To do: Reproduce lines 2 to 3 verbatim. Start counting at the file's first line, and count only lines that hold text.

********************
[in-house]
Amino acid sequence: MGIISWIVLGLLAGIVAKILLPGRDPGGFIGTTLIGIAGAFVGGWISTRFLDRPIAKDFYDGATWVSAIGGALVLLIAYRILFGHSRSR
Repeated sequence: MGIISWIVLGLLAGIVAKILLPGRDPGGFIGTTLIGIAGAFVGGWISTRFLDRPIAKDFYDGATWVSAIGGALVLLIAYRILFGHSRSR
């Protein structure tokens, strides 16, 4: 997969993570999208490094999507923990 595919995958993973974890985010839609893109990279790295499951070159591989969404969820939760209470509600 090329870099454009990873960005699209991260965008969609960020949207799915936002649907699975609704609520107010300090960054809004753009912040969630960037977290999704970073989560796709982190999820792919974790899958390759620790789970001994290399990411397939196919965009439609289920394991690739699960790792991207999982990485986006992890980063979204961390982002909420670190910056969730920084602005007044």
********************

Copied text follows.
Amino acid sequence: MGIISWIVLGLLAGIVAKILLPGRDPGGFIGTTLIGIAGAFVGGWISTRFLDRPIAKDFYDGATWVSAIGGALVLLIAYRILFGHSRSR
Repeated sequence: MGIISWIVLGLLAGIVAKILLPGRDPGGFIGTTLIGIAGAFVGGWISTRFLDRPIAKDFYDGATWVSAIGGALVLLIAYRILFGHSRSR